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Permission-based access control (PBAC)
Permission-based access control (PBAC) is a method of restricting access to application functionality and data based on permissions assigned to roles (or individual users).
Dynamic access control that allow permissions to be adjusted as users’ roles evolve or as new responsibilities arise.
Access control that scales with you. New permissions can be defined and assigned without requiring a complete overhaul of your access control system.
Managing user access becomes more efficient with PBAC.
In PBAC for an application, functionality within the application is defined based on tasks a user can perform within the application.
Roles are then given a set of permissions to the functionality, that determine what actions users associated the role can be performed.
For example, consider a project management application. Functionalities could be defined for “manage project”, “assign tasks to team members”, “view assigned tasks”, “update task status” and “generate reports”. Access to these functionalities can then be assigned to Roles. The “project managers” role might have permission to “manage project”, “assign tasks to team members”, “update task status” and “generate reports”, while the “team members” role might have permission to “view assigned tasks” and “update task status”.
Once roles are defined and associated with permissions, users can be assigned to those roles, and their access to application functionality and data will be restricted accordingly. For example, a user assigned to the “team members” role would only be able to perform the actions associated with that role, while a user assigned to the “project managers” role would have additional permissions to perform project management tasks.
Similar, but also different
At first sight this might look very similar to Role-based access control, but the implications of using a PBAC instead are:
When multiple organizations are using the same application, they are able to define different roles and permissions. Based on the example above there are no problem if an organisation wants to add a “assistant project managers” role, that are allowed to “assign tasks to team members” and “generate reports”.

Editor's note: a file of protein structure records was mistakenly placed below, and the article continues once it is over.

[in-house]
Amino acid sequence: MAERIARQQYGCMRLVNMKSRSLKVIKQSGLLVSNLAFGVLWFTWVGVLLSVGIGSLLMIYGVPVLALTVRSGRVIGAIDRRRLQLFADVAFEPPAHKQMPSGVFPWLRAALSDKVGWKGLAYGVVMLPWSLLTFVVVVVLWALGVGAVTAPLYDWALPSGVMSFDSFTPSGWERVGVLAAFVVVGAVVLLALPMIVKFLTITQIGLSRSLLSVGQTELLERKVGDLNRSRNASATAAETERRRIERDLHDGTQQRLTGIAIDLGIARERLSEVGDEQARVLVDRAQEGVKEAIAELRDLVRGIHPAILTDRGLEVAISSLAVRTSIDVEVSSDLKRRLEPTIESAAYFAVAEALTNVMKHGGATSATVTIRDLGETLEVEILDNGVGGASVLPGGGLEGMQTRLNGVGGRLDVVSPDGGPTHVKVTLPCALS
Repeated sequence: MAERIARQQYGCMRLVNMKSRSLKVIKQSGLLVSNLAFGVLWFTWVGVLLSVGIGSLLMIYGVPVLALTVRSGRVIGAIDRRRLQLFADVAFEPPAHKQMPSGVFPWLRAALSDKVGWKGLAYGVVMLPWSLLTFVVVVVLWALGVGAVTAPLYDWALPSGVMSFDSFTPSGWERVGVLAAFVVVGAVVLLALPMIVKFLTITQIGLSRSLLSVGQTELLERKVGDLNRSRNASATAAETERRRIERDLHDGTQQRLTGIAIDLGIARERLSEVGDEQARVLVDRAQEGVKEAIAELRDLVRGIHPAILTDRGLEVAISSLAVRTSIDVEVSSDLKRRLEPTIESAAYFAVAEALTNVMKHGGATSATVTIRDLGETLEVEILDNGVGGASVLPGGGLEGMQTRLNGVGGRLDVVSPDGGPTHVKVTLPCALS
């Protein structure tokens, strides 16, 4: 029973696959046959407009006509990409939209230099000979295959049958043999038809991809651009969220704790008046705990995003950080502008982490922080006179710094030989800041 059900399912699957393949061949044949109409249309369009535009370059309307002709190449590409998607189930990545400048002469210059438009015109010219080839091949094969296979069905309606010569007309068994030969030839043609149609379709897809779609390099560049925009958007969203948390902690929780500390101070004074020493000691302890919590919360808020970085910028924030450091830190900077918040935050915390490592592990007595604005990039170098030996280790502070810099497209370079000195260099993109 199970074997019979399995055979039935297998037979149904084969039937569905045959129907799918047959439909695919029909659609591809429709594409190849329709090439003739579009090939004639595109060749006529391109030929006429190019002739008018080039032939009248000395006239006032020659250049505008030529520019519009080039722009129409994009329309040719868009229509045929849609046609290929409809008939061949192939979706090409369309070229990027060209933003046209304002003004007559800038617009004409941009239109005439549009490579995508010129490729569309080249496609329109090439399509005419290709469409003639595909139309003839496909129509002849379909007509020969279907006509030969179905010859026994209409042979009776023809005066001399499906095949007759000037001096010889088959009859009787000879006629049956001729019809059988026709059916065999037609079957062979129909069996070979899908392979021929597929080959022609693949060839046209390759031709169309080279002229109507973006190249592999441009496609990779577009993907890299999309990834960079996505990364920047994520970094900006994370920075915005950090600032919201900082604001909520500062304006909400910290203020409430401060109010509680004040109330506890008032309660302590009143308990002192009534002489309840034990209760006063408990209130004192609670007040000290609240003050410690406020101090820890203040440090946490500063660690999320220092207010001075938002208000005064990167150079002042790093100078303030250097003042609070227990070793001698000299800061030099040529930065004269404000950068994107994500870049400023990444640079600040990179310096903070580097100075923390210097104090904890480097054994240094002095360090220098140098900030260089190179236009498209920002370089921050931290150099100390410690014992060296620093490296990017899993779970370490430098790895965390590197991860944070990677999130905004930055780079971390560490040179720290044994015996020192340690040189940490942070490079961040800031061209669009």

The growth of organisations will never affect the permissions model and each organisation can (if needed) define the roles they need. Applications won’t be affected by roles since they will always evaluate access to the functionality and never check if a user belongs to a specific role.
Least privilege access
PBAC makes it possible to assign just the necessary permissions to each role and by doing that avoid access creep. This reduces the risk of unauthorized access and data breaches, as users always have just the necessary access.
PBAC systems allow for granular customization of roles and permissions for each organisation. This makes it easy to align their specific needs with your applications.
We recommend permission-based access control over role-based access control if possible.
FAQ: Permission-based access control
What is Attribute-based access control (ABAC)?
How can Attribute-based access control (ABAC) be implemented?
Will permission-based access control make initial configuration harder for new organisation’s using our applications?
Can we use PBAC even though our application is using RBAC today?